At some point in the Easy Eighties, the Department of Transportation did a little experiment with the pillars for the Jamaica El on Jamaica Avenue, placing square street signs on them. I noticed them on forays into Richmond Hill by bike from Bay Ridge back then, and finally got a few shots of them back in 2011. Here are a pair at Creegan Square where three lengthy routes, Jamaica Avenue, Myrtle Avenue, and Lefferts Boulevard meet, as well as an overhead (now freight-only) LIRR trestle; I once surmised it would have made a good transit hub, but others have since dissuaded me of the idea.
The signs appeared on pillars in the immediate area, but the idea wasn’t carried through elsewhere in Richmond Hill or Jamaica or any other elevated train. When the pillars were painted later in the decade, the signs were scrapped.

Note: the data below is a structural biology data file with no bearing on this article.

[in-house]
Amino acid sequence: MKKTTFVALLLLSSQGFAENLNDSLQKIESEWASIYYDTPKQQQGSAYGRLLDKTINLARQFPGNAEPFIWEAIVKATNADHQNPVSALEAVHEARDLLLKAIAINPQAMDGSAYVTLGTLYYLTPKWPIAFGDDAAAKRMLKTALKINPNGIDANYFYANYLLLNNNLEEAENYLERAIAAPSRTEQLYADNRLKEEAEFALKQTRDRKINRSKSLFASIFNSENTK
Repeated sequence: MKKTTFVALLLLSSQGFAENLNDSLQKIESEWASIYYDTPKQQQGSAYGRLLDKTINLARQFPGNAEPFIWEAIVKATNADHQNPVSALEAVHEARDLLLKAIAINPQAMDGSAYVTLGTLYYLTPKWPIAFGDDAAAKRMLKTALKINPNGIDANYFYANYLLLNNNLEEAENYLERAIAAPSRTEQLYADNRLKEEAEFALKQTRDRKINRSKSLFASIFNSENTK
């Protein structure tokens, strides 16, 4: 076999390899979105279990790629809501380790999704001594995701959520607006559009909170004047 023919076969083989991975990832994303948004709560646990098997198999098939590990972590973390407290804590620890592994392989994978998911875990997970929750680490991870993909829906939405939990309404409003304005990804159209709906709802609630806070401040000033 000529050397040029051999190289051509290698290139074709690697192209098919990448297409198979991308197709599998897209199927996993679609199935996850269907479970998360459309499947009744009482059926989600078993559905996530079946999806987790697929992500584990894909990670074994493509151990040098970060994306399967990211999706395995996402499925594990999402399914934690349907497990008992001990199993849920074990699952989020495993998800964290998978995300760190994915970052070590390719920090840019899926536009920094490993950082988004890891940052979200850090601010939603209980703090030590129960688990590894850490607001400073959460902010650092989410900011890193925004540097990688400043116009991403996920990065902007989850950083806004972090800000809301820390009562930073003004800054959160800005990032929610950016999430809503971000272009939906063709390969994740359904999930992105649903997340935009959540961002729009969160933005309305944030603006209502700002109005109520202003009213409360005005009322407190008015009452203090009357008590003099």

“Comment…as you see fit.”
While residing in New York, I never saw such signs, but I hardly ever travelled on Jamaica Avenue. I also had left New York for California before New York had adopted the use of the large major white on green street name signs that hang above major intersections. These type of signs were common in California when I arrived in the late 1970’s. In many California suburbs they not only posted large street signs hanging above the traffic lanes at major intersections, but these signs would also often contain the city name, and on some circumstances the block number. Kevin, do you know when New York City adopted the use of the large overhead street name signs?
Alan, the large overhead street name signs began only in the last 10 years, from my recollection.
These signs date to the late 1980s and were mostly limited to Richmond Hill.
Also odd to note that these signs seem to be mounted with thin wooden strips